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The Legal Stuff
BT Currents - Hot Topics in Employment Law
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11 Jul 2014 A “Bit” of a Challenge to Employers: Bitcoin and Other Alternative Payroll Methods LETTER OF THE LAW: CURRENT EMPLOYMENT LAW ISSUES A-Z

The rise of alternative payroll methods such as prepaid debit cards and Bitcoin is likely to present both opportunities and challenges for employers in the very near future.  In 2013, nearly 4.5 million employees received wages on a payroll card. Major retailers, such as Lord & Taylor and Overstock.com, began accepting Bitcoin as a method of payment. Some employees express a preference for alternative payroll methods.   This growing popularity in unconventional payment methods is no surprise, as the alternatives provide value to both employers…

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03 Jul 2014 Age Discrimination and Technology: Don’t Take a “Mechanized” Approach Letter of the Law: Current Employment Law Issues A-Z

  From robots performing minimally invasive surgical procedures to computerized payroll, almost all businesses look to the latest technology to optimize day-to-day operations.  Employers need to remain mindful, however, of potential employment implications of being “cutting edge.”   For example, in Marlow v. Chesterfield Cnty. Sch. Bd., 749 F. Supp. 2d 417 (E.D. Va. 2010), a terminated school administrator sued her former employer based on circumstantial evidence of age discrimination. Prior to termination, the Superintendent questioned the plaintiff employee’s “21st Century skills.” Additionally, the school corporation…

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23 Jun 2014 Opinions About Noncompetes: Actual Supporting Data Not Required

  I have expressed skepticism here before about theories about the impact of noncompetes on the economy and human behavior. Maybe the expressed theories are right and maybe they’re not, but it just seems that the actual support behind the theories is quite limited.   So of course I had to read “Noncompete Clauses Increasingly Pop Up in an Array of Jobs” in none other than the New York Times.  And as expected it is a series of anecdotes, though there are “plenty of other examples,” and…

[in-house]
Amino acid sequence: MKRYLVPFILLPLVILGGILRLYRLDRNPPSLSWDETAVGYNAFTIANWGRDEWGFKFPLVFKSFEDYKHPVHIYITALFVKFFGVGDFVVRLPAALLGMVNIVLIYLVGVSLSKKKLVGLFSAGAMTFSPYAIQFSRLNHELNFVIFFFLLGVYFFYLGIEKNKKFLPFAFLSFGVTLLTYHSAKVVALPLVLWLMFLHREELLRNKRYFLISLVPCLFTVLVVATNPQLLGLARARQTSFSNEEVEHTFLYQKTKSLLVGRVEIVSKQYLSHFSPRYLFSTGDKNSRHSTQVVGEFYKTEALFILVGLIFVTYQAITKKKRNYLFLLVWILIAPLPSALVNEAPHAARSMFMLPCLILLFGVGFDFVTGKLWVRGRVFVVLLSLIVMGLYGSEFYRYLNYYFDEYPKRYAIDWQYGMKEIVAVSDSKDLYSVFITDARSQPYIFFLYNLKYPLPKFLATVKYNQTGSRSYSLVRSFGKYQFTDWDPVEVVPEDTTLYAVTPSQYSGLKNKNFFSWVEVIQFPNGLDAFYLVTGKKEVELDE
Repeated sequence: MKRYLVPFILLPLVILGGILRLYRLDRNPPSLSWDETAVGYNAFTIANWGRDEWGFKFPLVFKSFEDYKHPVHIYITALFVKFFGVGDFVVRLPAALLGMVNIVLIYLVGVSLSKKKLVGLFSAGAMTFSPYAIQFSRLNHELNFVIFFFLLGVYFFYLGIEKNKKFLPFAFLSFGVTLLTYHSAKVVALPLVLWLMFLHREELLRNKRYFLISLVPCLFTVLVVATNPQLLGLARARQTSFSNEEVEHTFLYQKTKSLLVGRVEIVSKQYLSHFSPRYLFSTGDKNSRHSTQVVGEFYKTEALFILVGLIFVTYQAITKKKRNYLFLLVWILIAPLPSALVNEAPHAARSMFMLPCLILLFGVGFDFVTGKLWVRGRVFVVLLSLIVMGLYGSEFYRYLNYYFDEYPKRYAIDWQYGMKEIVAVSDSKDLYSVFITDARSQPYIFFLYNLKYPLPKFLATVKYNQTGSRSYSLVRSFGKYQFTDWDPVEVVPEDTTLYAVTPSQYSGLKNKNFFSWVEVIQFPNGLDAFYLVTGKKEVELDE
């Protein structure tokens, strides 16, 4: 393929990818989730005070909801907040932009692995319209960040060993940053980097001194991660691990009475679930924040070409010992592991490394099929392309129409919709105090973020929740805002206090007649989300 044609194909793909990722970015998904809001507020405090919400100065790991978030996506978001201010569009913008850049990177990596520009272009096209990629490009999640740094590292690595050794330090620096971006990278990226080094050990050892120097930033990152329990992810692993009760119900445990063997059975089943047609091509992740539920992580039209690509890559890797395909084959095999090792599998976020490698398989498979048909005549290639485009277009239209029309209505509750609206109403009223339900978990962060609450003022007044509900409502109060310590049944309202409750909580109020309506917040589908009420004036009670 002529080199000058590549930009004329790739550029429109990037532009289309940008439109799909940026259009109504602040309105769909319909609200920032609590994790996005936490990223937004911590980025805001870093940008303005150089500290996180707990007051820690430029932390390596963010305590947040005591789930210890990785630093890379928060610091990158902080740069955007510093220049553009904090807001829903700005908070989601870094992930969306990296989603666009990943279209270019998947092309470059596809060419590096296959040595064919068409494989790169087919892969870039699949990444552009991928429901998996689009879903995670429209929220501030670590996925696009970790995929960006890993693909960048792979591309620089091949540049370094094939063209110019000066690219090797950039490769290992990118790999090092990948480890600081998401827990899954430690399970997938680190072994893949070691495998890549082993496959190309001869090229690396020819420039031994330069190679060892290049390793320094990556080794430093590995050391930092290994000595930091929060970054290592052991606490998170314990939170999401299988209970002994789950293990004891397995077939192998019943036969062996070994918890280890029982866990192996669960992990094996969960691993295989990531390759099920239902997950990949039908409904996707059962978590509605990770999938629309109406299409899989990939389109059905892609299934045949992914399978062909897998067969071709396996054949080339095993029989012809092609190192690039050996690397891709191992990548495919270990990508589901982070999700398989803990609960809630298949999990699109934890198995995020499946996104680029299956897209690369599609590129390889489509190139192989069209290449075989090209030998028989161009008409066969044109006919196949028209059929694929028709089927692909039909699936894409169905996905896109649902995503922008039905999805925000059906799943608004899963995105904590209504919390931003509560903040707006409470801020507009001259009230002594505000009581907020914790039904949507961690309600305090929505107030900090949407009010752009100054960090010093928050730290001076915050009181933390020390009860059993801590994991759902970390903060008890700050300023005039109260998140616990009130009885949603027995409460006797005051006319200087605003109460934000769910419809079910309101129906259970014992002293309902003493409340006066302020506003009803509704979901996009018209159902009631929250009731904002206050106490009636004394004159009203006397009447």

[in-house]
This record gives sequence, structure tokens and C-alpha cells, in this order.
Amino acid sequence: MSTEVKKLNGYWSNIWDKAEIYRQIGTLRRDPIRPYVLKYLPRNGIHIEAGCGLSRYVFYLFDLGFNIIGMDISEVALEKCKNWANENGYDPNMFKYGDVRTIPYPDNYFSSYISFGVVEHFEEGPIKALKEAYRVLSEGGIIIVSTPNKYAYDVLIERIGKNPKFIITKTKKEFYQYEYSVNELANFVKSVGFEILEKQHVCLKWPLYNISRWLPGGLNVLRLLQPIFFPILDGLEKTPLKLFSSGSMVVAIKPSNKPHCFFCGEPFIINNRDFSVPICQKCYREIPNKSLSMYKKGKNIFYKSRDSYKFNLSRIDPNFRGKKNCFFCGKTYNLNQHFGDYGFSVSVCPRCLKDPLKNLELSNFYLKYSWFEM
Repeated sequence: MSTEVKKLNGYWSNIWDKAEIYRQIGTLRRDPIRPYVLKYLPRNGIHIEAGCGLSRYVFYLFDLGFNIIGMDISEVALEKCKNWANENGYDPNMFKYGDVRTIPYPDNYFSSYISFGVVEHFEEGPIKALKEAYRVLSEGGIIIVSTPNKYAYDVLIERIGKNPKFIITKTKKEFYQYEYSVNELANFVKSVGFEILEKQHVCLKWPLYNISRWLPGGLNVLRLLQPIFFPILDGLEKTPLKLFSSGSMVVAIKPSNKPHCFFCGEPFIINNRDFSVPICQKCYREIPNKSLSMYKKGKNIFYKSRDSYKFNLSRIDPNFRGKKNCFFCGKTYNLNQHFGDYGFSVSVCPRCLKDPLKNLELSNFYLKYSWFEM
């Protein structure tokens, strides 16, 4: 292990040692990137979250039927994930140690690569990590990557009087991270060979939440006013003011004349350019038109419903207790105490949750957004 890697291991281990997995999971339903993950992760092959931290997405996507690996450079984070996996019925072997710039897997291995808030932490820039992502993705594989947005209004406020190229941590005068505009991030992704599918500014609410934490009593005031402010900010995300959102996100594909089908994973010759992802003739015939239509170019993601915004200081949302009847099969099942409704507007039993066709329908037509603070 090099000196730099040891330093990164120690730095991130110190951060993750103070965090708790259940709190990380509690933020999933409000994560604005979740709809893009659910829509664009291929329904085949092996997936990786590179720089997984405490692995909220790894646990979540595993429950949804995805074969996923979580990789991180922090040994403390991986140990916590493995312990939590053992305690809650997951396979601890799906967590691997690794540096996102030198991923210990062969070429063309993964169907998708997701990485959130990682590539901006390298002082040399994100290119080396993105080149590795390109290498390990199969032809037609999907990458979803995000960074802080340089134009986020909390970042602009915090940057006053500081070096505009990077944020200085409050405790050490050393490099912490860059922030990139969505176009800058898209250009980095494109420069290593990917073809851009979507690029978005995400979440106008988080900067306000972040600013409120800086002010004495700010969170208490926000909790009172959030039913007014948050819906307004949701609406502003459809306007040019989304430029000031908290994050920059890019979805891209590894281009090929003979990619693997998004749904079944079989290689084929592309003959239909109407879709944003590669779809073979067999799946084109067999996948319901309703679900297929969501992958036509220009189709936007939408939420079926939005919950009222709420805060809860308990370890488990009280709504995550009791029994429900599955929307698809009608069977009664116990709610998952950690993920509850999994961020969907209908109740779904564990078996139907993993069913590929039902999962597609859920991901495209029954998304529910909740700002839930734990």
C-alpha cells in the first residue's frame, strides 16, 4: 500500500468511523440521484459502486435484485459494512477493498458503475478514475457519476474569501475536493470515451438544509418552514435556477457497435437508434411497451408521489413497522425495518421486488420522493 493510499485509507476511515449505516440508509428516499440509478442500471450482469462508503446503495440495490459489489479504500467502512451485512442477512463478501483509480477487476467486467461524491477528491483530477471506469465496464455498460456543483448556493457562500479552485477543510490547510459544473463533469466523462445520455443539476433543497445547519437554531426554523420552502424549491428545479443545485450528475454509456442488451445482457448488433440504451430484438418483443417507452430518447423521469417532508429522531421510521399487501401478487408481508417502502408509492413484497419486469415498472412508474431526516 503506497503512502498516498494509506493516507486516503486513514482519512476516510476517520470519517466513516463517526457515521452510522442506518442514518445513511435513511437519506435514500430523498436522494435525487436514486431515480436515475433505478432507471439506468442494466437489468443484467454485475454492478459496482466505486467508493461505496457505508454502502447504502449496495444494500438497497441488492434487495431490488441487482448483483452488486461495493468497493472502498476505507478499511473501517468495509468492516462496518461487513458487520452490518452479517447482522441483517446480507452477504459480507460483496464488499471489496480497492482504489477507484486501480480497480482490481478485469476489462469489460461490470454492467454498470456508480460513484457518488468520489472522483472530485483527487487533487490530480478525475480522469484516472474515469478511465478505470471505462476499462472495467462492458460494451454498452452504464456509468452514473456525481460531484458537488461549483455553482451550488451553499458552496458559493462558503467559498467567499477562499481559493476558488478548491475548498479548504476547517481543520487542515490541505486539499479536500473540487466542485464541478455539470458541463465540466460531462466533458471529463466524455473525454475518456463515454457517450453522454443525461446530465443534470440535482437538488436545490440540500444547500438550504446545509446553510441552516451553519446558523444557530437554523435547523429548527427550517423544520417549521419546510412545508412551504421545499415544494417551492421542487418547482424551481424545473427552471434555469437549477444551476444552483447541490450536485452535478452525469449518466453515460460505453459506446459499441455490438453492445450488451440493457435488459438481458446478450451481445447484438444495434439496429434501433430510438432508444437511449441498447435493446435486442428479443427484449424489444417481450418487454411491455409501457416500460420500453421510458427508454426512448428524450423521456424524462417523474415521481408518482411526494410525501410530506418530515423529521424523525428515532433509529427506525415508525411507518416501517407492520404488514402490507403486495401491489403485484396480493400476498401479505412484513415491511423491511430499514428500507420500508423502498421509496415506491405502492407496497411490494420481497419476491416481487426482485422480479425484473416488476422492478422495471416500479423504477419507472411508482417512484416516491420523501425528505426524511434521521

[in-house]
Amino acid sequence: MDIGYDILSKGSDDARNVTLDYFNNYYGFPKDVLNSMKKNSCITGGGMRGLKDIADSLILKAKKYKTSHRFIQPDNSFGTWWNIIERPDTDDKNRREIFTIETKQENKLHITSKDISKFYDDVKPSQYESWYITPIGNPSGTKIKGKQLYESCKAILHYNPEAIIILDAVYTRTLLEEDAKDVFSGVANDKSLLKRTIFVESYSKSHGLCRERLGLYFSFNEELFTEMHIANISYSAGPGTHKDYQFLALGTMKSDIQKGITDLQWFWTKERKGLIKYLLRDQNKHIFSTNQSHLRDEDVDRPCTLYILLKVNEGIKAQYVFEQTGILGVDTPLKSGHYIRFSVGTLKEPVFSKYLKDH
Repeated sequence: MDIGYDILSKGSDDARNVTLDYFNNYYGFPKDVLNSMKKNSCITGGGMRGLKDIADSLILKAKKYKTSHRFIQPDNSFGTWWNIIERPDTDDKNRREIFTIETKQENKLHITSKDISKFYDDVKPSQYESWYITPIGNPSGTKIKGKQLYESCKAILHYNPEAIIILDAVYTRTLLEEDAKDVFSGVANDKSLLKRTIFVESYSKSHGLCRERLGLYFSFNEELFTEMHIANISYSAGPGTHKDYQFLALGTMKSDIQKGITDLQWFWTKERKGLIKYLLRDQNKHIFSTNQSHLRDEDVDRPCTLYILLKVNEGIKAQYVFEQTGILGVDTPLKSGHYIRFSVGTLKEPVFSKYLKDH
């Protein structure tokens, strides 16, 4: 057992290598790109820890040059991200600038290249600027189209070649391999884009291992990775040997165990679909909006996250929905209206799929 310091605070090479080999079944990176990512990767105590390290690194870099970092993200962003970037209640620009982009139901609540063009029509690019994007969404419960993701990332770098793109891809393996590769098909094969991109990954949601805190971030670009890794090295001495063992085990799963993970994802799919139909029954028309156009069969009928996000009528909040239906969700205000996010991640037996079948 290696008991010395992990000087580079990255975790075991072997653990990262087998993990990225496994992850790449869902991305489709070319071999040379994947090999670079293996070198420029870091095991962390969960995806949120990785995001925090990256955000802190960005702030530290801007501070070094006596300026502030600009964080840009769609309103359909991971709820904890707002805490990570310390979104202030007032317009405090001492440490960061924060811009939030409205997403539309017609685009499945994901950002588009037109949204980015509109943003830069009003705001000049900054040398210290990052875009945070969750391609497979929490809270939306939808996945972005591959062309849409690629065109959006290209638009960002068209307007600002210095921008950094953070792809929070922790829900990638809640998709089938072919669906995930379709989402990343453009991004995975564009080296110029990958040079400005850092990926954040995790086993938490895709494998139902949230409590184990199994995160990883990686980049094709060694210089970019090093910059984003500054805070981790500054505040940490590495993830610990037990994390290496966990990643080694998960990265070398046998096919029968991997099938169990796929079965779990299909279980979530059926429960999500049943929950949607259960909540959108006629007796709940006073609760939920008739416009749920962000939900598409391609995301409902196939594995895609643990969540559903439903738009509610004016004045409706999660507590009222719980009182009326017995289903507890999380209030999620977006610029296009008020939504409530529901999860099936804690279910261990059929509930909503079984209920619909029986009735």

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16 Jun 2014 ENOUGH IS ENOUGH: COURT OKS “INFLEXIBLE” SIX MONTHS OF LEAVE

  Must an employer allow more than six months sick leave to an ill employee? In Hwang v. Kansas State University, a federal appeals court answered with a clear, “No.”   An assistant professor at Kansas State University was diagnosed with cancer and needed extended time off for treatment. The university granted the professor a six-month paid leave of absence, but it declined to extend her leave after a subsequent request for more time. The university cited its “inflexible” policy, which allowed no more than…

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02 Jun 2014 Employer Cannot Limit Solicitation of Unknown Future Customers, Court Says

  It is common for employers who have restrictive covenants with employees in those agreements to restrict the employees, after their departure, from soliciting company customers. A recent case gave one court’s answer to the question as to how broad that restriction can be. Specifically, West Memphis Steel & Pipe, Inc. restricted two employees from soliciting the companies “past, present or prospective future customers or clients.”  Two employees brought a lawsuit asking the court to determine prospectively that the restriction was overbroad and therefore unenforceable by…